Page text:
Data from: Effects of forest wildfire on inner-Alpine bird community dynamics
Rey, Livio et al. (2019), Data from: Effects of forest wildfire on inner-Alpine bird community dynamics, Dryad, Dataset, https://doi.org/10.5061/dryad.sk67tn8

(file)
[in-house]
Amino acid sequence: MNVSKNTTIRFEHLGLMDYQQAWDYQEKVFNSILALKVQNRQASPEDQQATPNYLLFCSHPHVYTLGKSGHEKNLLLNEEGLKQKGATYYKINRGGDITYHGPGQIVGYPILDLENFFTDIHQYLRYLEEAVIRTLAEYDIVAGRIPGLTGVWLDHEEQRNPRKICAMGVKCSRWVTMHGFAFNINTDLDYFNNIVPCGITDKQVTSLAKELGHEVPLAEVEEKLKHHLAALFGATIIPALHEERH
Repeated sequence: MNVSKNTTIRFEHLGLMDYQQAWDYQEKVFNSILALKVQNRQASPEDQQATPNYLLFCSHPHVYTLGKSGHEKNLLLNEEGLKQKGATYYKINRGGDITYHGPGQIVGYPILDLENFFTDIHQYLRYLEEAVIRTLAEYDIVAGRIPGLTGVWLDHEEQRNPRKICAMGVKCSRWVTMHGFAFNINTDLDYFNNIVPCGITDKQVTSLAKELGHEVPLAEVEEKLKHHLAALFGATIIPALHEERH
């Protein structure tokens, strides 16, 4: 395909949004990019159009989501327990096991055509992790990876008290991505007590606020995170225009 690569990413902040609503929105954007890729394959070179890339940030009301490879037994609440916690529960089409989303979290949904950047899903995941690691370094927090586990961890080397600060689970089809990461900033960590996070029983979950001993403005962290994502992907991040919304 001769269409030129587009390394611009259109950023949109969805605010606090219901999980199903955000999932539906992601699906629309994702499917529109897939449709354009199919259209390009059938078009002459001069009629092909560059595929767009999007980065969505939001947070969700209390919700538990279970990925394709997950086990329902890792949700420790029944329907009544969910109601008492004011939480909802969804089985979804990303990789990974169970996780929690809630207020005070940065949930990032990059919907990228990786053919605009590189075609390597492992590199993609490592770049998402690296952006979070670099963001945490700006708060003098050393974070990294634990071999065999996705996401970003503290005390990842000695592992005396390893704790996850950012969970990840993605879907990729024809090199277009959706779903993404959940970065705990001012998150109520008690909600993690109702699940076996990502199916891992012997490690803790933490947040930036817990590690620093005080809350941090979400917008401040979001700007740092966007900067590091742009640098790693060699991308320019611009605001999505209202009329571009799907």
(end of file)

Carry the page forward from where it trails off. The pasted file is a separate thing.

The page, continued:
As major disturbance agents, natural catastrophes impact habitats, thereby maintaining the dynamics of ecological communities. Such discrete events are expected to positively affect biodiversity because they generate high habitat heterogeneity and thus numerous ecological niche opportunities. Species typical of open and semi-open habitats, which are often of high conservation concern in modern anthropized landscapes, may benefit most from recurrent natural catastrophes that regularly reset ecosystems. We investigated bird community changes and species-specific responses to wildfire at two recently burnt temperate, montane-subalpine forest stands in an inner-Alpine Swiss valley, with a special focus on red-listed and conservation priority species. We compared bird community changes in burnt forests (spanning 13 years) with bird assemblages occurring in adjacent non-burned forest stands that served as quasi-experimental controls. Strong species-specific responses to wildfire were evidenced, resulting in a dramatic post-fire decrease in overall bird abundance and species richness. Yet, red-listed bird species and conservation priority species in Switzerland were substantially more common in burnt than in control forest stands. Many red-listed species showed a bell-shaped numeric response to wildfire over time, suggesting low habitat suitability just after fire, high habitat suitability at pioneer and early stages of vegetation succession, followed by a long-term decrease in suitability while vegetation becomes denser, especially at ground level. As established for Mediterranean regions where wildfires are especially frequent, this study shows that forest fires can also boost the populations of red-listed and priority bird species typical of open and semi-open habitats in temperate biomes. Prescribed forest fire might represent a management option for preserving threatened elements of biodiversity despite the intense public debate it will trigger.